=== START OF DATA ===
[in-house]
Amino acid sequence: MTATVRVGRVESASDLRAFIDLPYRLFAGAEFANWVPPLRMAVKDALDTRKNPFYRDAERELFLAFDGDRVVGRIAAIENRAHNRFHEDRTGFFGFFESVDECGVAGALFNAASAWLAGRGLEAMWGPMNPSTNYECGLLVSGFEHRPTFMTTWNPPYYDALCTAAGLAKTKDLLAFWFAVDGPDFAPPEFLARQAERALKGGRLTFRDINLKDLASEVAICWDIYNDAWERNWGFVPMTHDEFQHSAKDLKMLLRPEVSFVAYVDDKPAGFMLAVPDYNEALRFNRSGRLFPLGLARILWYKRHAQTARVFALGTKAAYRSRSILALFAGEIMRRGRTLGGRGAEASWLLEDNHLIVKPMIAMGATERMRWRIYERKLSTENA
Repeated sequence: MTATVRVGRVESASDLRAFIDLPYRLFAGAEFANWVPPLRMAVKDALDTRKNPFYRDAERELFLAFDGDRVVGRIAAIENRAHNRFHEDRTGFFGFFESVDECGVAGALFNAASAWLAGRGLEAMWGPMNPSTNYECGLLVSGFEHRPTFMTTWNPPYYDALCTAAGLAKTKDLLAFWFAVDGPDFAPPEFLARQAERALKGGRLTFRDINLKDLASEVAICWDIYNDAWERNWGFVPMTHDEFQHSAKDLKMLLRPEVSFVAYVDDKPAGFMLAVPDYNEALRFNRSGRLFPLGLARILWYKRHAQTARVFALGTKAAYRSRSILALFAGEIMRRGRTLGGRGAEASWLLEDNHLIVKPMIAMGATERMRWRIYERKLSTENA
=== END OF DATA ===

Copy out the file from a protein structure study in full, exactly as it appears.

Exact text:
[in-house]
Amino acid sequence: MTATVRVGRVESASDLRAFIDLPYRLFAGAEFANWVPPLRMAVKDALDTRKNPFYRDAERELFLAFDGDRVVGRIAAIENRAHNRFHEDRTGFFGFFESVDECGVAGALFNAASAWLAGRGLEAMWGPMNPSTNYECGLLVSGFEHRPTFMTTWNPPYYDALCTAAGLAKTKDLLAFWFAVDGPDFAPPEFLARQAERALKGGRLTFRDINLKDLASEVAICWDIYNDAWERNWGFVPMTHDEFQHSAKDLKMLLRPEVSFVAYVDDKPAGFMLAVPDYNEALRFNRSGRLFPLGLARILWYKRHAQTARVFALGTKAAYRSRSILALFAGEIMRRGRTLGGRGAEASWLLEDNHLIVKPMIAMGATERMRWRIYERKLSTENA
Repeated sequence: MTATVRVGRVESASDLRAFIDLPYRLFAGAEFANWVPPLRMAVKDALDTRKNPFYRDAERELFLAFDGDRVVGRIAAIENRAHNRFHEDRTGFFGFFESVDECGVAGALFNAASAWLAGRGLEAMWGPMNPSTNYECGLLVSGFEHRPTFMTTWNPPYYDALCTAAGLAKTKDLLAFWFAVDGPDFAPPEFLARQAERALKGGRLTFRDINLKDLASEVAICWDIYNDAWERNWGFVPMTHDEFQHSAKDLKMLLRPEVSFVAYVDDKPAGFMLAVPDYNEALRFNRSGRLFPLGLARILWYKRHAQTARVFALGTKAAYRSRSILALFAGEIMRRGRTLGGRGAEASWLLEDNHLIVKPMIAMGATERMRWRIYERKLSTENA